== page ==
LETTER: Would an independent Scotland prosper?

There is only one question that really matters in the independence debate: would Scotland be better off as an independent country or not?

The London-based Centre for Economics and Business Research (CEBR) certainly thinks so.

In a recent Sunday Times article headed “English subsidy of Scots ‘a myth’ ”, the CEBR concludes that, unlike other parts of the UK, Scotland receives no net subsidy from the rest of the UK.

Yet unionist politicians peddle this myth constantly in a bid to persuade Scots to remain economically shackled to a London-centric UK that has not served the interests of Scotland for decades.

So why are Westminster politicians be so keen to hang on to Scotland the “subsidy junkie”?

The answer is that they need Scotland’s wealth to fund their wars and infrastructure projects such as the Olympic village, CrossRail and London’s third airport. While, as a Londoner, I am delighted that London is prospering, I do not think it should be done at Scotland’s expense.

Despite operating in a Westminster-imposed straightjacket, Scotland’s SNP administration has done incredibly well. Scotland is in a stronger financial position than the UK as a whole. Taking all Scottish revenues and all spending in Scotland into account – including the net cost of the financial sector interventions – the official Government Expenditure and Revenue Statistics (GERS) show that Scotland has run a current budget surplus in four of the five years to 2009/10, while the UK was in current budget deficit in each of these years and hasn’t run a current budget surplus since 2001/02.

In the five years to 2009/10, Scotland was in a stronger financial position than the UK as a whole to the tune of £7.2 billion – or nearly £1500 for every person in Scotland.

No wonder so many of my countrymen south of the border look on with envy at what’s happening here. But if Scotland remains tied to a UK with such different priorities, it will become increasingly difficult for Scotland to maintain this record or have any prospect of truly flourishing.

Scotland desperately needs the type of investment my native south-east of England has been getting for years.

That way, Scotland’s GDP will help Scotland’s economic growth and that means more jobs, prosperity and a better standard of living for everyone living in Scotland.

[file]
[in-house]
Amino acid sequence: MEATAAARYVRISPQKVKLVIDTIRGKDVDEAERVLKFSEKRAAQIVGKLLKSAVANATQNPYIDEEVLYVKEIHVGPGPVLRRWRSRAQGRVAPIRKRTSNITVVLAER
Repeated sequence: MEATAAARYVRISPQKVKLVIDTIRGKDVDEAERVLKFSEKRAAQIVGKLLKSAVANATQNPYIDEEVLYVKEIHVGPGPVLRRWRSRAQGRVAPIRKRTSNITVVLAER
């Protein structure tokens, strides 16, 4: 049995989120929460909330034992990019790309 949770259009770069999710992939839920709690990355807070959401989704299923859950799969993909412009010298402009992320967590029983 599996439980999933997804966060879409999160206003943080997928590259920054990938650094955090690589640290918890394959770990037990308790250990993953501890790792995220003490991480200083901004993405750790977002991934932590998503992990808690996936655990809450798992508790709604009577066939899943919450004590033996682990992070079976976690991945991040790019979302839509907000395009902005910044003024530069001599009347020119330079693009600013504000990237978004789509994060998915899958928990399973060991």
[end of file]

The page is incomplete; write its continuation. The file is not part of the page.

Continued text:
An independent Scotland would be the sixth-wealthiest country in the developed world in terms of GDP per head and our public sector debt is lower than the UK’s and lower than the EU and G7 average – confirming our underlying economic strength with independence.

And the Sunday Times article was based on allocating Scotland 83 per cent of North Sea oil revenues even though the most recent GERS figures show that 91.4 per cent of oil and gas revenues belong to Scotland on a geographical basis.

Scots have the opportunity of a lifetime to have a vision well beyond that set for it by England’s politicians. Even Scottish unionists such as Danny Alexander struggle to justify their view that Scotland is better off in the UK. The best reason he was able to come up with in a recent radio interview was that “we have a shared history”.

That statement says so much. They are talking about the past, whereas we should be thinking about the future.

Peter Jeal,

14 Masonfield Drive, Newton Stewart.

Charlotte Lowry says too many SNP politicians put the interests of their party ahead of the interests of our country (Letters, The Galloway Gazette, February 17). Yet it seems to me it is Labour that is intent on preserving its own self-interest. The Scottish election results prove the point. Scots decided the SNP cared more about the country than Labour did. Here in Dumfries and Galloway, Labour passes down the instructions and its councillors deferentially comply. Yet the party’s desperate desire for central control often spectacularly fails. We saw this last week when the attempt to coerce their councillors in Glasgow to push through a budget descended into shambles.

As a young Labour activist, I am sure Ms Lowry believes in the future of Scotland. Perhaps, therefore, she would like to reflect on her own future. She might reconsider the merit of her party’s policies of increasing council tax, the potential loss of our university in Dumfries, further privatisation of the NHS, removal of concessionary travel for pensioners, increased water charges, introduction of student fees, abolition of post offices, new nuclear power stations and replacement of Trident.

Is she really happy to see her name attached to that agenda?

Councillor Andrew S Wood,

Upper Breccoes Farm, Auldgirth, Dumfries.